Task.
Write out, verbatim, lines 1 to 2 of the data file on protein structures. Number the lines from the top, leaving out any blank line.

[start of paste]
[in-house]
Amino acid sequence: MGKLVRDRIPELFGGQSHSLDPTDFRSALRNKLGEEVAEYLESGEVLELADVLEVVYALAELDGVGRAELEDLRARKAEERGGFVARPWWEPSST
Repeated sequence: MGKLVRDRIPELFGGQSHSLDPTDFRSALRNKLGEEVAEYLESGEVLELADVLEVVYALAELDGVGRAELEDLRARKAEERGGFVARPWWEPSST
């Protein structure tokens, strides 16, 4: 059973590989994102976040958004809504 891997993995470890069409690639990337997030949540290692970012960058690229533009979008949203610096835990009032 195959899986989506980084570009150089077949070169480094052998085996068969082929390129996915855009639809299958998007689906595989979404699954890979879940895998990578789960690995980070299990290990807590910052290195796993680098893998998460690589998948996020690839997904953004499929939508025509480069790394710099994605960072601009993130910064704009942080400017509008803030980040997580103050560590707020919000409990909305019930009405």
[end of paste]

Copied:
[in-house]
Amino acid sequence: MGKLVRDRIPELFGGQSHSLDPTDFRSALRNKLGEEVAEYLESGEVLELADVLEVVYALAELDGVGRAELEDLRARKAEERGGFVARPWWEPSST